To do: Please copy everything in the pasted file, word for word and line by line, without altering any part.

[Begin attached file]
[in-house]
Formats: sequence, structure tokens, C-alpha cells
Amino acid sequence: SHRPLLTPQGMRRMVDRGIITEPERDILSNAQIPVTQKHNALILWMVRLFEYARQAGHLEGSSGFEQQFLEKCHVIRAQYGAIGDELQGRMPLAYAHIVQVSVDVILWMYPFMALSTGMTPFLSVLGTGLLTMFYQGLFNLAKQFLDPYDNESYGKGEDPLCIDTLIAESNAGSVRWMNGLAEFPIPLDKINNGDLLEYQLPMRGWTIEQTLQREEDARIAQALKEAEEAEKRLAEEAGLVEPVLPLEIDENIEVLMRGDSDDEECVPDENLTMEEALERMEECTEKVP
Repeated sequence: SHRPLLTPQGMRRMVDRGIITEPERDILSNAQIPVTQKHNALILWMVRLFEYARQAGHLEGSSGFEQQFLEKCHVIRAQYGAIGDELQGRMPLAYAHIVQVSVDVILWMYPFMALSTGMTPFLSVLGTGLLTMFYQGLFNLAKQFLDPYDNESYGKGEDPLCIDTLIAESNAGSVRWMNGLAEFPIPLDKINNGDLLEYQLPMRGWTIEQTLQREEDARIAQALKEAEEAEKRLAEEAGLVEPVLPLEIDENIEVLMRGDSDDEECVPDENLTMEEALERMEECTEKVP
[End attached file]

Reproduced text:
[in-house]
Formats: sequence, structure tokens, C-alpha cells
Amino acid sequence: SHRPLLTPQGMRRMVDRGIITEPERDILSNAQIPVTQKHNALILWMVRLFEYARQAGHLEGSSGFEQQFLEKCHVIRAQYGAIGDELQGRMPLAYAHIVQVSVDVILWMYPFMALSTGMTPFLSVLGTGLLTMFYQGLFNLAKQFLDPYDNESYGKGEDPLCIDTLIAESNAGSVRWMNGLAEFPIPLDKINNGDLLEYQLPMRGWTIEQTLQREEDARIAQALKEAEEAEKRLAEEAGLVEPVLPLEIDENIEVLMRGDSDDEECVPDENLTMEEALERMEECTEKVP
Repeated sequence: SHRPLLTPQGMRRMVDRGIITEPERDILSNAQIPVTQKHNALILWMVRLFEYARQAGHLEGSSGFEQQFLEKCHVIRAQYGAIGDELQGRMPLAYAHIVQVSVDVILWMYPFMALSTGMTPFLSVLGTGLLTMFYQGLFNLAKQFLDPYDNESYGKGEDPLCIDTLIAESNAGSVRWMNGLAEFPIPLDKINNGDLLEYQLPMRGWTIEQTLQREEDARIAQALKEAEEAEKRLAEEAGLVEPVLPLEIDENIEVLMRGDSDDEECVPDENLTMEEALERMEECTEKVP